Education and Transition

Veteran unemployment up to nearly 12 percent amid coronavirus crisis

Veterans unemployment jumped to nearly 12 percent in April as the country’s total jobless rate rose to its highest levels since the Great Depression because of the ongoing coronavirus pandemic.

More than 1 million veterans filed for jobless benefits last month, according to the Bureau of Labor Statistics. At 11.7 percent, the unemployment rate for veterans was two points higher than its peak during the 2008 recession, and nearly triple the reported level just two months ago (3.5 percent in March).

Younger veterans seeking jobs were hit even harder last month. Federal researchers reported a 13 percent unemployment rate for veterans of the post-9/11 era. Nearly half of all unemployed veterans in America left the service in the last two decades.

By comparison, veterans of the first Gulf War era posted an unemployment rate of 7.1 percent last month.

The negative veterans news still outpaced the unemployment rate of the nation as a whole. April was the first full month of reports tracking the effects of the coronavirus pandemic, which has forced the temporary (or permanent) closing of thousands of businesses nationwide and left much of the country in self quarantine since mid-March.

BLS officials said that total non-farm payroll employment for the United States fell by 20.5 million individuals in April, pushing the unemployment up to 14.7 percent. In February, that figure was 3.5 percent.

In an interview on Fox News Friday morning, President Donald Trump called the grim jobs news “totally expected, it’s no surprise” but vowed to repair the national economy in coming months.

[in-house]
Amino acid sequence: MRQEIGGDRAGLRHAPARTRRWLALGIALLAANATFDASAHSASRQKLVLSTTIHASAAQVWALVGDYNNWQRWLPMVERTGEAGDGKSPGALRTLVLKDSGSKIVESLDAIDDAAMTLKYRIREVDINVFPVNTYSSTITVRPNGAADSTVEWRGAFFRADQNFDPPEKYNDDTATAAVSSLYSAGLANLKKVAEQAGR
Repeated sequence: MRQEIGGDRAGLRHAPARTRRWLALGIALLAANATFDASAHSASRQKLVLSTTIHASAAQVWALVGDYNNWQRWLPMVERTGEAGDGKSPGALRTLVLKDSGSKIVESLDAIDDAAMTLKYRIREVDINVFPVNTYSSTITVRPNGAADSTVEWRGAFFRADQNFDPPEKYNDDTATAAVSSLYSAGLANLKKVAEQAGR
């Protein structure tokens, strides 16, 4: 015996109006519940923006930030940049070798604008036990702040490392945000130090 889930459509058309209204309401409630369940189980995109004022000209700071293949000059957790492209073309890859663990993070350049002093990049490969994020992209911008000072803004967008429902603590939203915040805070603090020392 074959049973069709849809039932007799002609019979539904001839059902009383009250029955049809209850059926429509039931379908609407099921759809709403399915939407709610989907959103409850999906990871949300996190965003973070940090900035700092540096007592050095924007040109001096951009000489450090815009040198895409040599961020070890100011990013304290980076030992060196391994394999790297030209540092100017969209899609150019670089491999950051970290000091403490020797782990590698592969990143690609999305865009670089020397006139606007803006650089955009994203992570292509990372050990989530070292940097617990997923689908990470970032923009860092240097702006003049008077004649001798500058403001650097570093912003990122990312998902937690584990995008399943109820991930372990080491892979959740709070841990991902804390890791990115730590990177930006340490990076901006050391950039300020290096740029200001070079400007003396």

Nathalie Grogan, a research assistant at the Center for a New American Security’s Military, Veterans and Society Program, said the spike in veterans unemployment was predictable given the larger problems facing the country.

“This is another reminder that veterans live as part of their local communities, so as problems happen for other parts of the country, veterans are likely to be impacted too,” she said.

Still, in coming months she and other researchers will be closely monitoring certain aspects of corporate hirings and firings to see if recovery from the downturn could be more difficult for veterans than non-military job seekers.

“Veterans tend to be concentrated in specific types of jobs,” she said. “Nearly 12 percent of veterans working in the private sector are in manufacturing. So if the recovery lags there, veterans could be more severely affected.”

BLS officials said manufacturing employment alone dropped by 1.3 million jobs in April.

Rosalinda Maury, director of applied research at the Institute for Veterans and Military Families at Syracuse University, said the impact on older veterans is also of concern.

Individuals who served in the Vietnam era or earlier saw a 17 percent unemployment rate last month, higher than any other veterans group or the country as a whole.

“We haven’t seen the older population see a fluctuation like that,” Maury said. “The younger veterans have had some swings in the past, but I’m surprised to see the older generations hit that hard.”

Women veterans were also hit harder than men in the latest jobs report. About 14 percent of that group filed for unemployment benefits last month, in comparison to 11.4 percent for men.

Nearly 9 million veterans were employed across the country last month.

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